It was Jesus' first recorded miracle. He made water into wine. Pretty cool miracle. I'm sure the hosts, the servants, and everyone else who knew the story were duly impressed and in wonder.
But do you know what happened from that miracle?
Some big important man of the feast said to the bridegroom of the feast, "Hey, most people serve the best wine first, but you served it last."
Excuse me, but... big whoopee.
And actually, my earlier statement isn't 100% accurate because later on in that same chapter it mentions that many believed when they saw the "miracles that He did". So, while it sounds like there was more than 1 that day, I won't say that this whole water/wine thing didn't sway people as well. It'd sure sway me if I was on the fence.
But honestly, He made a beverage.
I don't want to discount miracles, even the small ones because goodness knows I've needed a thousand small miracles and God has come through for me in ways I was surprised at. I'm sure this bridegroom was ever so thankful that Jesus performed a miracle that saved his little mini-crisis of running out.
But I think it's time we expected something bigger.
Because the same Spirit that raised Christ from the dead dwells in us.
WE can see the dead raised.
WE can see the deaf hear.
WE can see the blind see.
WE can see the lame walk.
WE can see the sick healed.
WE can see the very sun stand still.
Every time I get this familiar longing in me to see something, to go deeper, to experience the Holy of Holies in a greater fullness than before it never fails that there'll be a message come forth in the church service that almost seems to be directed right at me. And it's always the same:
You have free access to the throne. What is stopping you?
And I want to stomp my foot and scream "I DON'T KNOW!"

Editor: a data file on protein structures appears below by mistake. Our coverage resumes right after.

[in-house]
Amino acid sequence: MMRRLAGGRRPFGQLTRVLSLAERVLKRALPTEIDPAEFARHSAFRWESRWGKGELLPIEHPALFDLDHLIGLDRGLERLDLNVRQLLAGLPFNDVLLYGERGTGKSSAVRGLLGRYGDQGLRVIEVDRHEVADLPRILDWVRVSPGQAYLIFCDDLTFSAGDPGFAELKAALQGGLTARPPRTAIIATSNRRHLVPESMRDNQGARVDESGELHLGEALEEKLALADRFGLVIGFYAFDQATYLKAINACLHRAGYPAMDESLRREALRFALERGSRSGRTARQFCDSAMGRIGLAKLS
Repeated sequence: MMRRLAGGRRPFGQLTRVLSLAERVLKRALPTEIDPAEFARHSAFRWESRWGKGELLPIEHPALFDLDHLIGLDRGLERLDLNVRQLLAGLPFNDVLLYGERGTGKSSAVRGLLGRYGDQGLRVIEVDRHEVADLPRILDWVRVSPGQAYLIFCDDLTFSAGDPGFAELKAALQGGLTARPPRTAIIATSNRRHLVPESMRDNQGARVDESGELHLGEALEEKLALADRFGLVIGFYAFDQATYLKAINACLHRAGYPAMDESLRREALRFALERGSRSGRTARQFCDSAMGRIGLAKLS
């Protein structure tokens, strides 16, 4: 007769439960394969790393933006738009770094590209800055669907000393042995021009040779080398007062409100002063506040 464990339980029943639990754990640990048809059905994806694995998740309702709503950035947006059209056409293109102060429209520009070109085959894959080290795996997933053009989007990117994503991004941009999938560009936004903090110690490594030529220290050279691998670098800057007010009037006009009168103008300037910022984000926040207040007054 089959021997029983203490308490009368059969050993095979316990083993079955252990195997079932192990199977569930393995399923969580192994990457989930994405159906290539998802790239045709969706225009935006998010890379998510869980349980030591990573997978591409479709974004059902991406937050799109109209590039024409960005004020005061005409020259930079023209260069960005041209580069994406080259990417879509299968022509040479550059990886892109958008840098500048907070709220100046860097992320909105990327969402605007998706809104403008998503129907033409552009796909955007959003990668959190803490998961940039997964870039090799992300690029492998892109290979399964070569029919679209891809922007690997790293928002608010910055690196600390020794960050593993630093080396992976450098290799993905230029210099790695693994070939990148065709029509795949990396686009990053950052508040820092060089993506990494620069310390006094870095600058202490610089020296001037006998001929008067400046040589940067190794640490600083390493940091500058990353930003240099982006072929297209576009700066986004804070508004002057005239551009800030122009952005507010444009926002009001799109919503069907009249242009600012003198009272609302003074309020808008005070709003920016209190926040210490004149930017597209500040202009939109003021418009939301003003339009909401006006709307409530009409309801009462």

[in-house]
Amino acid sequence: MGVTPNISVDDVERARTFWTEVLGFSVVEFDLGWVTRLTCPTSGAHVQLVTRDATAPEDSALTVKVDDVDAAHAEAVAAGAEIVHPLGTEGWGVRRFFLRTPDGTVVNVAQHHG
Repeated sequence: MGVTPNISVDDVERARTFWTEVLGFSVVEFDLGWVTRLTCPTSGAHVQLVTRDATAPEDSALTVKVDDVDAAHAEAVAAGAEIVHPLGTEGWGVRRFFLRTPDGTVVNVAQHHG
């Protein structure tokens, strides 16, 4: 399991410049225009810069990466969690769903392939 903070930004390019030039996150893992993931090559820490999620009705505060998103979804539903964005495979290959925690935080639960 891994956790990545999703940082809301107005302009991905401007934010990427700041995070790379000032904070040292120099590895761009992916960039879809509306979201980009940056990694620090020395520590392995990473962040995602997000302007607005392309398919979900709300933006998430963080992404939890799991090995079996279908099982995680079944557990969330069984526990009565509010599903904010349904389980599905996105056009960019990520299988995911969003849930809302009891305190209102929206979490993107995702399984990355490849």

I honestly don't know what stops us. I've sat in attendance at funerals praying the dead will rise, and I've sat at the bedside of sick children just praying a fever would go down. Occasionally I get a result but only on small scale. Trust me when I say I would have blogged if dear old Sister Harp had popped up out of her casket. You'd have heard.
There is more to be had. Yet so many of us are just happy with "the car started!" and "the washing machine didn't spew this time!" or "I paid the water bill!"
All great. All good. All gifts of assistance to us in everyday ordinary practical needs.
There is more to be had.
So I want to encourage anyone and every, to be willing to be scared to death. Steps of big faith create bigger faith. Quitting that job when He tells you to - even though it's a rough economy and you don't know what you'll do, will scare you.
Moving away from your family and friends when you have no job lined up? Scary.
Committing that large sum of money when you don't think you can actually afford it? Scary.
Walking away from a live-in relationship when don't know where you'll sleep that night? Scary.
Going into a hospital room and not praying that the person will feel better, but commanding by the power of God that the person be healed? Stinking overwhelmingly terrifying.
But it's doubtful you'll ever see the big miracles unless you're willing to operate using only the substance of things hoped for. Faith.
At some point in your Christian walk - and if you've been a Christian for any amount of time I'd be willing to bet it's already happened at least a few times - God is going to point you in some direction that doesn't sound sane. In the past, you may have shrugged it off simply saying "Well that's a crazy thought!"
Listen next time.
Do it - even if you feel ridiculous or your friends and family think you've taken leave of your sense.
God can do incredible things with willing vessels.